On January 23, 2019, the European Commission announced its decision to adopt adequacy status with Japan for transfers of personal data. Pursuant to the European Union’s (EU) General Data Protection Regulation (GDPR), this decision will allow personal data to flow freely between the 28 EU countries, three additional European Economic Area member countries (Norway, Liechtenstein, and Iceland), and Japan, without the need for additional data protection safeguards or derogations. Japan adopted an equivalent decision with the EU on January 22, 2019. These reciprocal findings of adequacy will create the largest area of safe data flows in the world.
The United States recently became the first country to participate in the new Asia-Pacific Economic Cooperation (“APEC”) Privacy Recognition for Processors (“PRP”) program. Finalized in 2016 and designed to certify privacy compliance for personal information processors within the Asia-Pacific region, the PRP program offers a trustmark certification to processors that demonstrate their capacity to assist data controllers in complying with relevant privacy obligations. According to APEC, the PRP program was created so that (1) data controllers are able to identify qualified data processors to implement data controllers’ data processing obligations, (2) data processors are able to demonstrate their ability to provide effective implementation of a controller’s privacy requirements, and (3) small and medium-sized institutions are able to gain exposure and visibility into a global data processing network. Continue reading “United States Is First Country to Join APEC Privacy Recognition for Processors Program”
The European Union (EU) may soon decide whether Japan will have “adequate” status for transfers of personal data from the EU. Reuters reported on December 15, 2017 that the European Union is aiming to finalize a data transfer agreement with Japan by early 2018.
Set to be implemented in May 2018, the EU’s General Data Protection Regulation (GDPR) will require that EU citizens’ personal data be transferred to only countries with an adequate data protection status, forbidding companies from storing EU citizens’ personal data in foreign countries deemed to have an “inadequate” level of privacy protection.
Under the EU’s privacy framework, the European Commission has the power to determine, based on Article 25(6) of Directive 94/46/EC, whether a foreign country has an “adequate” level of data protection under that country’s domestic laws or international commitments. If a foreign country is deemed adequate, personal data can flow from the 28 EU countries (and three EEA member countries of Norway, Liechtenstein, and Iceland) to the foreign country without further safeguards.
The commission has so far deemed only 12 countries – Andorra, Argentina, Canada, Switzerland, Faeroe Islands, Guernsey, Israel, Isle of Man, Jersey, New Zealand, the United States (under the EU-US Privacy Shield), and Uruguay – as providing adequate protection. The EU does not include the United States among its adequate protection countries. But Decision 2016/1250 on the adequacy of protection of the EU-US Privacy shield, commonly known as the EU-US Privacy Shield, was designed as a program whereby participating US companies or companies doing business in the US are deemed to have adequate protection.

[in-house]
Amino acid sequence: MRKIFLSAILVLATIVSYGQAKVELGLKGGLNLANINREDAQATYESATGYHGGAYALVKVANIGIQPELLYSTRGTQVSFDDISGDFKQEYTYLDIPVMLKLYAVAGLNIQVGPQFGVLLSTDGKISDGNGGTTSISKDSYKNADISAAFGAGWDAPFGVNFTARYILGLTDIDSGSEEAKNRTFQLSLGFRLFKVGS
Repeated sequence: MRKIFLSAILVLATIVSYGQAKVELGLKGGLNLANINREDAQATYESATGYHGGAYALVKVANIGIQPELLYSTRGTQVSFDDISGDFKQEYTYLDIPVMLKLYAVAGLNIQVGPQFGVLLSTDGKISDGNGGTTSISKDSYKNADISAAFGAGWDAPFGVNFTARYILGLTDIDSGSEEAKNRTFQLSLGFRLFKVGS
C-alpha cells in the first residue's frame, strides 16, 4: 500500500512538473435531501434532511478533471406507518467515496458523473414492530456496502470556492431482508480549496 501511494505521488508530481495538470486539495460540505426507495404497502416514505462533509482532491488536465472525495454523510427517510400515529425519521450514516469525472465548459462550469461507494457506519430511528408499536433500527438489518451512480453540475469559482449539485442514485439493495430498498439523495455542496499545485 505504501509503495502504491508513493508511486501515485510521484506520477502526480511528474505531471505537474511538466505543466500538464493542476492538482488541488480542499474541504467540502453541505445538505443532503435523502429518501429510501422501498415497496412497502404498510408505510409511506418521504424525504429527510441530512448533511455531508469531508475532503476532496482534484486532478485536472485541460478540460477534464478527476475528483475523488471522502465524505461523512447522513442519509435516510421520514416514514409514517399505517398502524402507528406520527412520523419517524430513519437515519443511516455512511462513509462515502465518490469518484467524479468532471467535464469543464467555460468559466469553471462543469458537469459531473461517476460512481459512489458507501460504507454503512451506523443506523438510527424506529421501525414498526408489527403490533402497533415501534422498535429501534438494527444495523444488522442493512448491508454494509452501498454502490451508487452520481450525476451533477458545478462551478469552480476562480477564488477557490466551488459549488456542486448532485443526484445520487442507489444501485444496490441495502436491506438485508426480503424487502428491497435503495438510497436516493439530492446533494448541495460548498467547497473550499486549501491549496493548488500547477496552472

An adequacy determination for Japan would be monumental for Japanese companies and companies doing business in Japan, with EU Justice Commissioner Vera Jourova recently stating that”[a]n adequacy decision would be great news for business as it would allow for the transfer of personal data from the EU to Japan without the need for extra authorisations.”
The new General Data Protection Regulation (GDPR) is the EU’s most important change in data privacy regulation in 20 years, replacing the 1995 Data Protection Directive.
In our ongoing series of GDPR-focused webinars, we guide attendees through the (GDPR) provisions, which will take effect on May 25, 2018 for all companies conducting business with EU citizens.
With the deadline for compliance quickly approaching, these sessions provide practical, detailed advice on preparations, as well as developments related to GDPR compliance preparations. We have included links to each of these sessions and a summary of what was covered below.
The use of “big data” throughout all levels of the economy has led authorities in both Europe and the United States to begin examining how such data may be used as a commodity and, therefore, how it might regulated.
However, authorities on either side of the Atlantic seem to be offering different approaches on the matter; those in Europe are suggesting that big data should be subject to EU abuse of dominance law, whereas U.S. authorities are resisting the notion of big data as an “essential facility” and are suggesting it be considered as an asset within existing merger review processes.
The amendments to Japan’s Act on the Protection of Personal Information went into effect on May 30, 2017. The amendments provide clarity on what types of personal information will be regulated and steps operators need to take to be in compliance.
The Act, Generally
Formulated “to protect an individual’s right and interests while considering the utility of personal information,” the Act (1) sets forth the overall vision and policy regarding the proper handling and protection of personal information, (2) clarifies the responsibilities and obligations of the central and local governments in the protection of personal information, and (3) ensures that the proper application of personal information contributes to the creation of new industries, the realization of a vibrant economic society, and an enriched quality of life for the people of Japan.
Continue reading “Japan’s Protection of Personal Information Amendments Go into Effect”